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Around the world, people have taken a pretty keen interest in one of the more novel aspects of the sweeping international sanctions slapped on Russia for invading Ukraine. A number of Russian oligarchs — the fiscally bloated beneficiaries of Russia’s corrupt system of cronyism — have been personally sanctioned. This means that their ridiculously expensive toys are up for grabs (for the right government authorities, anyway, but somewhat unfortunately not yet for private adventurers).

The U.S. Department of Justice finally got its hooks into one of these oligarchs with its first coordinated seizure under the new Task Force KleptoCapture. Following a joint effort between Spanish Guardia Civil officers and FBI agents, officials are now in possession of the 255-foot luxury megayacht Tango, owned (for the time being) by sanctioned Russian oligarch Viktor Vekselberg. Tango is reportedly worth upward of $90 million.

Of course, the burden of proof in a forfeiture proceeding is on the government, and unlike some stoner who gets caught with a thin brick of bills hidden behind the hubcap of his Toyota Camry, Russian oligarchs have the resources to fight back against forfeiture using the legal system. Expensive lawyers’ fingerprints are already all over this deal in the labyrinth of shell companies set up in an attempt to obfuscate Vekselberg’s ownership interest in the Tango.

But let’s assume for a second that the DOJ successfully beats back the army of high-dollar legal mercenaries who are no doubt already waiting in the wings. What then? Does the U.S. government just get to keep a $90 million yacht, and if so, what does it actually do with it?

For the time being, it does not seem like any of these Russian superyachts are actually really going anywhere. Once “seized,” sanctioned Russians’ vehicles are typically impounded where they are, with their owners unable to access them or sell them, but with title remaining in the hands of the owners pending years of likely legal wrangling.

The government can, in theory, eventually take ownership of an oligarch’s impounded yacht though. To do so, prosecutors must prove that the yacht was used to commit a crime or represents the proceeds of illegal activity. This can be very difficult. Yet, there is hope: although the scope and breadth of the current sanctions against Russia are somewhat unprecedented, a number of previous high-profile and high-dollar forfeiture cases have been successfully prosecuted, albeit over the course of more than a decade in some instances.

If prosecutors can slog through a nearly indefinite legal fight and come out on top, the U.S. government becomes the proud owner of what is technically referred to in the maritime world as “one big-ass boat.” Presumably, the authorities would subsequently try to sell it. In the typical forfeiture case, the proceeds of sales of seized property go to law enforcement. However, there is a bipartisan bill presently working its way through Congress called the “Yachts for Ukraine Act.” If passed, this bill would allow the government to sell property seized from sanctioned Russians, and valued at more than $5 million, and then send the proceeds directly to Ukraine as cash aid.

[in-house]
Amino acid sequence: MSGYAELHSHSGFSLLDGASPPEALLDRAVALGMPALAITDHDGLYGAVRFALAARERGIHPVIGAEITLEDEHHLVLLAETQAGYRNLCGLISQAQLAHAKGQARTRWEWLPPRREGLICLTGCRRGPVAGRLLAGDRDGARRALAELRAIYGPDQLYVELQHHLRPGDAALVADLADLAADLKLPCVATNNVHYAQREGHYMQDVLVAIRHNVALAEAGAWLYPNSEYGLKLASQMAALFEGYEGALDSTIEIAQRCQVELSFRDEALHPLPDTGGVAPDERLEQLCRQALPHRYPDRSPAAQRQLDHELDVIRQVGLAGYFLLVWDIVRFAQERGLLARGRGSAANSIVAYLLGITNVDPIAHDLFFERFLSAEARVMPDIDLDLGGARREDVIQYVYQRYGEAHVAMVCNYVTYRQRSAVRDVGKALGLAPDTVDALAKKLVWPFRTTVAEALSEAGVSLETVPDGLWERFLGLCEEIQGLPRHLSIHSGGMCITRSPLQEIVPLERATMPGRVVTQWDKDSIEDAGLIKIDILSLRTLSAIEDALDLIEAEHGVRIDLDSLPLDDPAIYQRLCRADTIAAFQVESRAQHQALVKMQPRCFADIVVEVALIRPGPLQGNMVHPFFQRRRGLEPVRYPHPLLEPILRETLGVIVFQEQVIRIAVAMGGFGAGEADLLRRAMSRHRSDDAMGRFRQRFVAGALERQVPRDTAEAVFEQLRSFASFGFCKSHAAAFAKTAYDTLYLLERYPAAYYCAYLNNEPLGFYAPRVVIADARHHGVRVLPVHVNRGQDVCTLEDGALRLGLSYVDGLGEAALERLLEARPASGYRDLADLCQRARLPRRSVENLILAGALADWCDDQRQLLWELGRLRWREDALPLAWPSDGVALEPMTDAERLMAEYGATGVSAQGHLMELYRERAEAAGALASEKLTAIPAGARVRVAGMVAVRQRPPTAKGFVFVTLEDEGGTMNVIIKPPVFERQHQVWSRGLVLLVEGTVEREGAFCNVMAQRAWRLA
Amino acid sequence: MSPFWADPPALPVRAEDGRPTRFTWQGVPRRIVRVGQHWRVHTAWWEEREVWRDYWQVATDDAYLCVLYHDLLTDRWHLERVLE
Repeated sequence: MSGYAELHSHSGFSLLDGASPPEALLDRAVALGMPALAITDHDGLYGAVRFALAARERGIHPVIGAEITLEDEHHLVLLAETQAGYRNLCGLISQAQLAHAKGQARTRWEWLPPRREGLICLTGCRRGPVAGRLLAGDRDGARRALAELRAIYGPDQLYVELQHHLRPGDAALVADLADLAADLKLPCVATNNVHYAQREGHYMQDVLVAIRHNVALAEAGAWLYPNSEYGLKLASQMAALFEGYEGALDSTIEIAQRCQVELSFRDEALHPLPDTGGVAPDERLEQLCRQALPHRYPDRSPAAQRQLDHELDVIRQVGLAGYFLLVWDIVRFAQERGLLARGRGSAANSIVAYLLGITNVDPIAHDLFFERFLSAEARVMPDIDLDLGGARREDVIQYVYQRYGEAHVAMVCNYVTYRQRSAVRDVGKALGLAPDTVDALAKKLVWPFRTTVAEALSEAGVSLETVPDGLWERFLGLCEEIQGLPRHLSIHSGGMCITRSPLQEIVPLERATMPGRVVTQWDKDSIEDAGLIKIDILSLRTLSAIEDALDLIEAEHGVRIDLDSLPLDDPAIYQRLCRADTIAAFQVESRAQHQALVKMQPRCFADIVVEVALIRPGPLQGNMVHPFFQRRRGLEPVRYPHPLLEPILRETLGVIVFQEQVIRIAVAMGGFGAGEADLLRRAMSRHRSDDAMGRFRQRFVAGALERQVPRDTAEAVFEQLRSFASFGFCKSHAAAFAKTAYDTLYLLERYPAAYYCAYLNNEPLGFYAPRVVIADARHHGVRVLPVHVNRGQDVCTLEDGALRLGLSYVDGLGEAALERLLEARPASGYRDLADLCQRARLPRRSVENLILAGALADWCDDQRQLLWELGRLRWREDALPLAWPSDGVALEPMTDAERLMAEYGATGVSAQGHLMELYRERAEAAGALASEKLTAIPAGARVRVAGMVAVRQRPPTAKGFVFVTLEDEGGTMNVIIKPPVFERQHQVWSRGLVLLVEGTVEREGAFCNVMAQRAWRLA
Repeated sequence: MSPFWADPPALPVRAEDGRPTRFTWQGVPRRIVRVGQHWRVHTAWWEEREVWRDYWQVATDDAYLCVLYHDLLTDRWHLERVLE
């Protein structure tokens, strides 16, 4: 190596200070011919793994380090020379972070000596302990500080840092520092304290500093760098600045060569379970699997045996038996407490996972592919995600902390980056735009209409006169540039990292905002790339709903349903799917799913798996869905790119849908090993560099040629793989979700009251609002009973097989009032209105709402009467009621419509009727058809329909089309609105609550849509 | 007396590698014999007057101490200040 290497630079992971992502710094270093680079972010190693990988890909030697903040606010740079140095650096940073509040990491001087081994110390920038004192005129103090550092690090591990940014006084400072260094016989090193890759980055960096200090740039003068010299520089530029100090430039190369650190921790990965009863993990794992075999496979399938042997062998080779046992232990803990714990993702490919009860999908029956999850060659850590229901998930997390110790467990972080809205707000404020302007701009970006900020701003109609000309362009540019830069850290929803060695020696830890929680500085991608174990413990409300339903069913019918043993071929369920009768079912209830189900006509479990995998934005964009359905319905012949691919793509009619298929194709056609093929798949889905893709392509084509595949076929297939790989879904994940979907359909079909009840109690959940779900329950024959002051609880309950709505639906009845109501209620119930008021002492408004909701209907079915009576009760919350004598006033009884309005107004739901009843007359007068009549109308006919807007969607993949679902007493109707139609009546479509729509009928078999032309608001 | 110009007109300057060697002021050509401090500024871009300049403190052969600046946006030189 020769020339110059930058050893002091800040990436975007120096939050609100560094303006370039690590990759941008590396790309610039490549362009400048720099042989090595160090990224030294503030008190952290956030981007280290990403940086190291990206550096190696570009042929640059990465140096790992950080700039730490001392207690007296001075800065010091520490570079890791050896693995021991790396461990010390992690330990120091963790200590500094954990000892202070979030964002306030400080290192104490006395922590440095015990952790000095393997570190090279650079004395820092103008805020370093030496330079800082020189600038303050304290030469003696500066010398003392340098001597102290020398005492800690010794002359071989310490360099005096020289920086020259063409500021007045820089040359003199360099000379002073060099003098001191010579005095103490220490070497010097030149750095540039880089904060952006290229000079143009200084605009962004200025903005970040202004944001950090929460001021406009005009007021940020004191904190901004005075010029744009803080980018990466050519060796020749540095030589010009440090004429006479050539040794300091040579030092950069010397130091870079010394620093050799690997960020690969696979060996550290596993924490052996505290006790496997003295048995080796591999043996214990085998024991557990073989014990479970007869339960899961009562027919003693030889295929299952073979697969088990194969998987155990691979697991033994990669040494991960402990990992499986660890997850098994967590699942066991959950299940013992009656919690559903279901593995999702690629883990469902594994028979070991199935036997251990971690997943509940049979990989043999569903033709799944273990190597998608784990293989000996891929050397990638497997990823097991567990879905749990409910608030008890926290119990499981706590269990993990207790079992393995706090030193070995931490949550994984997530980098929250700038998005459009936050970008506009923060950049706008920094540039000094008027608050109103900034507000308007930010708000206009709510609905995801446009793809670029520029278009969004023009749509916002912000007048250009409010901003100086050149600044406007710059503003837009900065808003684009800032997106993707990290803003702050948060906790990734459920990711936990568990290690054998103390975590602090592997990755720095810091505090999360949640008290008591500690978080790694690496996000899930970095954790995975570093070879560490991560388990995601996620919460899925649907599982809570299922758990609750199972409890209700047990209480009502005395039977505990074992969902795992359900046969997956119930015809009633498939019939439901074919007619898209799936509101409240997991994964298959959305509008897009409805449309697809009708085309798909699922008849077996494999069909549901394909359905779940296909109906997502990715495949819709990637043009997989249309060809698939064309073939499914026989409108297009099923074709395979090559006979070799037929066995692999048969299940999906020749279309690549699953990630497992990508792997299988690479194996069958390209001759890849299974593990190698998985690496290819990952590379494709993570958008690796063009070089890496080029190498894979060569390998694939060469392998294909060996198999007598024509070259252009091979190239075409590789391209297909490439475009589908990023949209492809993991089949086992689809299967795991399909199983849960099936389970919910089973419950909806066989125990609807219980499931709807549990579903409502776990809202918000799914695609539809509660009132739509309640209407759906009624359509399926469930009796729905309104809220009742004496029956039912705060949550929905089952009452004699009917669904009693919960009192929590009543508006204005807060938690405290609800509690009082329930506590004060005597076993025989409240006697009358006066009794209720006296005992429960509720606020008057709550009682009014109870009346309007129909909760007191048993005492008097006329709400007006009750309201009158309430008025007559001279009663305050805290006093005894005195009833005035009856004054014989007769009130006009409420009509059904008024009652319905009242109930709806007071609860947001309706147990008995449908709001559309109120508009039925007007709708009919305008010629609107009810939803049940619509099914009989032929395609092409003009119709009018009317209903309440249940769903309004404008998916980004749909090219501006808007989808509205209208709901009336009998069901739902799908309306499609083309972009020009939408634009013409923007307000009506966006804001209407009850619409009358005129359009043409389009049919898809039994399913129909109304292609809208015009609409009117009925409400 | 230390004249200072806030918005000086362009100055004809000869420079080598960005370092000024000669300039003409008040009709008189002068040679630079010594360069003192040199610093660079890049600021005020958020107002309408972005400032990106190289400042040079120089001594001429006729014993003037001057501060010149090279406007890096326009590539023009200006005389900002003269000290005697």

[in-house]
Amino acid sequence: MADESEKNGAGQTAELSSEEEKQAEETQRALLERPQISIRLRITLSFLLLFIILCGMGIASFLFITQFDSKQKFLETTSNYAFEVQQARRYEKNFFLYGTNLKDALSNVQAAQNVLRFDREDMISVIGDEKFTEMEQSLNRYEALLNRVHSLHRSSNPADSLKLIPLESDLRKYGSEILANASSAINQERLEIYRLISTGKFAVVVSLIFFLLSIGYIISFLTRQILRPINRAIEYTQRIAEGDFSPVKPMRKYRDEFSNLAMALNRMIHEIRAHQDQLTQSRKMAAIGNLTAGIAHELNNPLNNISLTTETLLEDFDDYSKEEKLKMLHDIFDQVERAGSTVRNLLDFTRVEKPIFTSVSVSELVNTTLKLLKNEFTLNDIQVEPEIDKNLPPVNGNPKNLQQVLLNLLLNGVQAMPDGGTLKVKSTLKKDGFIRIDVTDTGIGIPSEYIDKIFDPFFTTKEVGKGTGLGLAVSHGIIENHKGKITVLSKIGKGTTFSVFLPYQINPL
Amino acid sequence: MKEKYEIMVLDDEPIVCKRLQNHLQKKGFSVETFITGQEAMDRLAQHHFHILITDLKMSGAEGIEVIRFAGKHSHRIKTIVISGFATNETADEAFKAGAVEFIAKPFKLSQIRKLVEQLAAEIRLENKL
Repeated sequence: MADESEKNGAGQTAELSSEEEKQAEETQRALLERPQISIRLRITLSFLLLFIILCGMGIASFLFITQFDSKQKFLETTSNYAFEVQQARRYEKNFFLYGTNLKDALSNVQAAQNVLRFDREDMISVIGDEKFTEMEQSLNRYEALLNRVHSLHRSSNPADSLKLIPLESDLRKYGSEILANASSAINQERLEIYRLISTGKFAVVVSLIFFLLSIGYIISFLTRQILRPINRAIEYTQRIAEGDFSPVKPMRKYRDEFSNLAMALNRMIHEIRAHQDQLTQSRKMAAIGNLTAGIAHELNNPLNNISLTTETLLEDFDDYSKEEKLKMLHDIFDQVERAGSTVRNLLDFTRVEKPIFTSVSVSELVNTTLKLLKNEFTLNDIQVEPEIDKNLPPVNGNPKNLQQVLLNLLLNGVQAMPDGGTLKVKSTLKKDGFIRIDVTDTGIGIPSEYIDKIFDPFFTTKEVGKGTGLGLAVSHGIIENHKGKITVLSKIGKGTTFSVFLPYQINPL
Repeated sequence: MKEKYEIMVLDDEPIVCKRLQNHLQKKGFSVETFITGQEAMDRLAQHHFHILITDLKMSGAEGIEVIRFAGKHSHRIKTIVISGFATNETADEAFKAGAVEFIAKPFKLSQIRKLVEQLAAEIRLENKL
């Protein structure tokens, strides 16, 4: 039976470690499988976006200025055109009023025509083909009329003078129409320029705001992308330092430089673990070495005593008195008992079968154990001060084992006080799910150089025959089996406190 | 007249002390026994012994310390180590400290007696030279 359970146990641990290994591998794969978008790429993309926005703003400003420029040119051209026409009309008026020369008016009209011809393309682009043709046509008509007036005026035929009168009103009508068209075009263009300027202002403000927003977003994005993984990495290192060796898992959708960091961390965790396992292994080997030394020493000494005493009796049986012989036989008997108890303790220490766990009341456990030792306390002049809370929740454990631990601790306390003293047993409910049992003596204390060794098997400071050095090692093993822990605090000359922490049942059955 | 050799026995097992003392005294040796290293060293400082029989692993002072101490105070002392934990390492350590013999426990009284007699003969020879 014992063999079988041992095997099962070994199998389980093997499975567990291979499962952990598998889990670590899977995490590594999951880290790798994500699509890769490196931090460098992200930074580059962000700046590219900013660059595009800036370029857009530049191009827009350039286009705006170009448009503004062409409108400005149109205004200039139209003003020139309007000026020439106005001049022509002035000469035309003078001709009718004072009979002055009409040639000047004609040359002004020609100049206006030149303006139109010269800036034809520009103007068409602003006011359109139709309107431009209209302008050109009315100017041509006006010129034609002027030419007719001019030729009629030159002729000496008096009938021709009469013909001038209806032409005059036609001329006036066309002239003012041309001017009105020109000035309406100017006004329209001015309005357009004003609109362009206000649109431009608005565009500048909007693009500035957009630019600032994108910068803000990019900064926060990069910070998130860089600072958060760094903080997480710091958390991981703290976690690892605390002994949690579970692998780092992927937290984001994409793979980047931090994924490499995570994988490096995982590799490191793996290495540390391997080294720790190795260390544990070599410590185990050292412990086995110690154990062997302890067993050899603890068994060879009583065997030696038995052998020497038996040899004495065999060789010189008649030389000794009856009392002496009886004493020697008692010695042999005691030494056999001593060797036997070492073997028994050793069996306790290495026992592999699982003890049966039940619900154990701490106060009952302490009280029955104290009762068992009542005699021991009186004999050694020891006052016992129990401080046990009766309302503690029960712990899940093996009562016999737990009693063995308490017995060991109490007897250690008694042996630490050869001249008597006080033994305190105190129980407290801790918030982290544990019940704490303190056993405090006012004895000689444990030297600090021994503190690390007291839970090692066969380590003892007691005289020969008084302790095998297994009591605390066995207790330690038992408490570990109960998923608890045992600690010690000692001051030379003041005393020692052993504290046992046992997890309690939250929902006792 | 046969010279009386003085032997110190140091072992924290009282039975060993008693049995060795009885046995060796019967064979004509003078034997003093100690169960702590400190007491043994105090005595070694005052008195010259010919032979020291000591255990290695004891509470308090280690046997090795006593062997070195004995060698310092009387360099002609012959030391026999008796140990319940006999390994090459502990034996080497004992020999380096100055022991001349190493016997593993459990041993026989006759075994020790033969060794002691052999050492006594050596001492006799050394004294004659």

Hopefully, we get to find out what the market is like for a slightly used Russian oligarch’s yacht. Myself, I’m not so sure I’d want to be cavorting around on the open ocean in a craft yanked away from a presumably angry Russian who still has access to billions of dollars. Just don’t know that slapping a new name on the side is really going to be enough to disguise the origins of your new sea-phallus. Fortunately, even if the Tango’s $90 million MSRP is steeply discounted for a future forfeiture sale, this is not likely a problem I will have to spend a great deal of time thinking about.

So, the basic lifecycle for a Russian oligarch’s floating asset that is discovered by the authorities is sit there for years, hopefully be cleansed of barnacles while government lawyers battle the oligarch’s hired guns in court, and maybe someday get sold. If these yacht sales don’t work out though, I say we put the formerly Russian luxury vessels to use as part of the Staten Island Ferry fleet. Something about that feels really right.

Jonathan Wolf is a civil litigator and author of Your Debt-Free JD (affiliate link). He has taught legal writing, written for a wide variety of publications, and made it both his business and his pleasure to be financially and scientifically literate. Any views he expresses are probably pure gold, but are nonetheless solely his own and should not be attributed to any organization with which he is affiliated. He wouldn’t want to share the credit anyway. He can be reached at jon_wolf@hotmail.com.

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